Expert: Trades between Moscow and Chisinau Continue

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The country’s leadership can deliberately bring the gas contract situation to the brink of an abyss, hoping to re-sign it on more favorable terms at the last moment. But if they are mistaken and Moscow proves to be principled, Moldova will have a very hard time surviving the coming winter.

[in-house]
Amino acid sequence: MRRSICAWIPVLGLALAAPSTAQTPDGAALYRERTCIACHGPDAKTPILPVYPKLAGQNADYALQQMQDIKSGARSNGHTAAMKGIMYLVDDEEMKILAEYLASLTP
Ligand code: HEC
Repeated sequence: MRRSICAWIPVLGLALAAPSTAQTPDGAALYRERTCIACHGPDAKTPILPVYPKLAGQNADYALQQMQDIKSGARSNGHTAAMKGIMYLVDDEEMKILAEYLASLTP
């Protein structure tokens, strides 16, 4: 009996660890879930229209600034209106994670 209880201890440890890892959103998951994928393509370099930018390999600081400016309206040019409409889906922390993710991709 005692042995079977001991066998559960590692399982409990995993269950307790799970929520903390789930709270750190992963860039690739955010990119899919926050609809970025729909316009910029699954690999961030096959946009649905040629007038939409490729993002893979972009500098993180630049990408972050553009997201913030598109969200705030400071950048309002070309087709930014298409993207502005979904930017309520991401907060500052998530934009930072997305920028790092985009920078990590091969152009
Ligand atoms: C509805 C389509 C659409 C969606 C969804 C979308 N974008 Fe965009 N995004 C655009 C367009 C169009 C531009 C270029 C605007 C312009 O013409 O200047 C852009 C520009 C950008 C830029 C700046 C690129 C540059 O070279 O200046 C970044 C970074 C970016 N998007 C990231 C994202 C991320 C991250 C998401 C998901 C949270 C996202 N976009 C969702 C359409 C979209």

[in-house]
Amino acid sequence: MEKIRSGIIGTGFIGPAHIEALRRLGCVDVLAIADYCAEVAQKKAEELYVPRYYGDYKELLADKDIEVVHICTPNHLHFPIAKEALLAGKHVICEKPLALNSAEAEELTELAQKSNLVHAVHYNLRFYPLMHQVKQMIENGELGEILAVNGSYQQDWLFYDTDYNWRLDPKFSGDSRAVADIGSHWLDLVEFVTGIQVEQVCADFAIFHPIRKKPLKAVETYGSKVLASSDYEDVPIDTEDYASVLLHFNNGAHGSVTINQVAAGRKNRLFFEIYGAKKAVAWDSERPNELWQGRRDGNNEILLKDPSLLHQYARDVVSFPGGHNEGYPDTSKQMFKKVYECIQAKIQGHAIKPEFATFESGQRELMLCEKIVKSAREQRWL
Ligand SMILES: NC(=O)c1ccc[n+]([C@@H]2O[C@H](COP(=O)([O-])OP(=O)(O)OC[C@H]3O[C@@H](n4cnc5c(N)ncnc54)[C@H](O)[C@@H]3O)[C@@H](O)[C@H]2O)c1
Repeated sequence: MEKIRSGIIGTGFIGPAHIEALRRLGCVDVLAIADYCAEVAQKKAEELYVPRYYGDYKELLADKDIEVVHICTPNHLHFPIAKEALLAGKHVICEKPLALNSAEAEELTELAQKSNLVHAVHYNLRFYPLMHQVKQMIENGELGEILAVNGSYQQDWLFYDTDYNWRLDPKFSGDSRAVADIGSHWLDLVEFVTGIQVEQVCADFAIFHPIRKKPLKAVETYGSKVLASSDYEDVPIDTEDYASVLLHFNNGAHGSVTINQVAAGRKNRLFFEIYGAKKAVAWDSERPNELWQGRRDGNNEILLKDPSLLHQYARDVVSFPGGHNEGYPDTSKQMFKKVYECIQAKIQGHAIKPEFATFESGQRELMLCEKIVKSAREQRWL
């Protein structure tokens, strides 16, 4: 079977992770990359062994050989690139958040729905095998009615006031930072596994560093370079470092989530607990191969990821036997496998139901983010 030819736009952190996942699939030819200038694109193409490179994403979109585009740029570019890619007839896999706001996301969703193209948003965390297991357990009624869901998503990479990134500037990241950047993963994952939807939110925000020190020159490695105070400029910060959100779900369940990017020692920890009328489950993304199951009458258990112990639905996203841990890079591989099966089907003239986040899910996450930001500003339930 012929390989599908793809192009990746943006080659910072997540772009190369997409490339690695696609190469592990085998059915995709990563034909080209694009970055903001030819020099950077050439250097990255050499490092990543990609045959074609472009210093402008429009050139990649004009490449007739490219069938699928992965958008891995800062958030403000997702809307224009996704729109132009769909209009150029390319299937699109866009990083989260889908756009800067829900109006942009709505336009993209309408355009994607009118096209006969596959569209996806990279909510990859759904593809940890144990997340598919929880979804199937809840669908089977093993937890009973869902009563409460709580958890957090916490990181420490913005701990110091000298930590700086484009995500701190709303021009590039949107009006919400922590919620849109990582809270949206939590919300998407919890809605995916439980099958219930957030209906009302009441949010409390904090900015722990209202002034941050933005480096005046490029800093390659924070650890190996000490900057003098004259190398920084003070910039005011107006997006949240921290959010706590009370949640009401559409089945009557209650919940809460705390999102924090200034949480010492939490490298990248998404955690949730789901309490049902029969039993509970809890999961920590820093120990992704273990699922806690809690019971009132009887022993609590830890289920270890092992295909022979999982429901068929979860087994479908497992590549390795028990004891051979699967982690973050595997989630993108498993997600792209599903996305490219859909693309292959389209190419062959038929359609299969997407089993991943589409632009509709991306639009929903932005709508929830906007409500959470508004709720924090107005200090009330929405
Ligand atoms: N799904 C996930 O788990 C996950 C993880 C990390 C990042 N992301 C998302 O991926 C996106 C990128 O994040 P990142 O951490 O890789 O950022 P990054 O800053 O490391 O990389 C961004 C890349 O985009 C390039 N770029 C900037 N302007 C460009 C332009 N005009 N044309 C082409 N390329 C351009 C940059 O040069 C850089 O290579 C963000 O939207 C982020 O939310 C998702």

Sergiu CEBAN, RTA: Relations with Russia are deteriorating swiftly. Many expected the disagreement to peak in the fall, but Chisinau and Moscow have already fallen out greatly. For example, the Kremlin ruined PAS’ anniversary by imposing a ban on the import of Moldovan agricultural products, which became effective today. Mutual sparks appear even at the diplomatic level. According to Nicu Popescu, Moldova is preparing for any development, for the front line is in dynamics, and no one can give any encouraging or alarming forecasts. The Minister admits that the hostilities in Ukraine have had a negative impact on relations between Chisinau and Moscow, which had been complicated long before all these events. However, the Moldovan diplomat considers Russia’s decision to ban the import of agricultural products from Moldova to be political. Besides, yesterday, in solidarity with Western diplomats, Popescu called for the withdrawal of Russian troops from the Zaporizhzhia NPP to access the IAEA experts there. The Russian Foreign Ministry, in turn, is concerned with our country’s deteriorating media climate. The authorities are allegedly putting pressure on independent and opposition media resources, and are generally cleansing the media space of undesirable opinions. Russians recalled that Russian news and information programs have been banned since March, and fines are often imposed on media outlets that broadcast and print in Russian. Moscow has called on our authorities to reconsider their policy of restricting our own citizens’ fundamental rights and freedoms. It’s hard to say to what extent the pro-Russian media problems are related to Moldovan fruits, but on August 9 Moscow announced a ban on imports of Moldovan agricultural products from 31 districts (excluding Transdniestria). The FSVPS motivated its decision by non-compliance with phytosanitary safety requirements. So far, the embargo affects only vegetable products, the export of which to Russia last year reached $300 million. At the same time, more than 70% of all exported fruits and about 95% of Moldovan apples are exported there. So, the ban imposed is a serious blow for a significant part of our farms, especially in the height of the season. In addition to formal phytosanitary claims, which may surely be justified, it is most likely that politics had something to do with it. It is becoming obvious that Moscow is stirring up the internal political situation in Moldova and is signaling to our business that access to its market is, in a sense, a privilege. Gagauzia instantly noticed the exclusion of left-bank districts from the ban. The autonomy’s authorities decided to solve the problem with Moscow on their own and directly address the FSVPS proposing to send a commission to study the situation. We must admit that such regionalization of Moscow’s decisions by the criteria of political loyalty is a bad sign for the central authorities. Especially when they are still undecided about how to respond to the Kremlin’s decision and what alternative to offer agricultural producers, who are already in crisis due to the drought. Our authorities still seem to be trying to ease tensions with Moscow by, for example, sending a request to the Venice Commission regarding the ban on the St. George ribbon and by finally signing a contract with two European companies to audit the right bank’s historical debt to Gazprom. This reflects our traditional policy of balancing, in which harsh anti-Russian statements made in solidarity with our Western partners are offset by the actions the Kremlin expects. And a lot will depend on the Russian gas monopolist’s decision in the near future. Last week Head of Moldovagaz Vadim Ceban admitted that the big cash gap won’t let make the August advance payment for Russian gas. At the same time, Gazprom was offered to consider the possibility of deferring the payment. Recall that last autumn the company already reduced the pressure in the pipe and threatened to completely suspend supplies if payment was not made within 48 hours. We can still count on our neighbors’ help. Especially since Iasi municipality concluded a contract for the purchase of thermal coal to provide the city with heat during the heating season, and offered the Romanian government to transfer the natural gas reserves intended for heating the city to Moldova. However, we also need to prepare ourselves for critical developments, so the government has presented a plan of action in case of reduction or termination of imports of Russian gas. Thus, the authorities are considering three basic scenarios: reduction of volumes by 35%, by 50% and complete cessation of supplies. However, it seems that the plan is designed for winter and doesn’t account the possible gas crisis already in August. Judging from previous experience, the government can find a way to help Moldovagaz financially. But in order to calculate all the moves and Russia’s reaction, our officials apparently decided to try the limits of Kremlin’s patience and readiness to further escalation. By the way, Moscow has tolerated lack of an audit until May 1. Moreover, Andrei Spinu openly hinted to his Russian partners that in case of stopping the gas supplies the Transdniestrian region will also be left without gas. In response, Russian deputies said that a deal and delay of payment is possible, if the stability of the Transdniestrian region is ensured. Experts have been saying for a long time that the Transdniestrian card should be played more actively in the talks with Moscow. Perhaps this very exchange of public signals and bringing the situation in the gas industry to the edge is the very “firing line” to reconsider the current contractual conditions causing enormous financial losses for our country and put the stability of gas supplies on the line. On the other hand, this tactic is very risky. If Moscow shows principle and decides to pursue, no matter what, we will all have a very hard winter.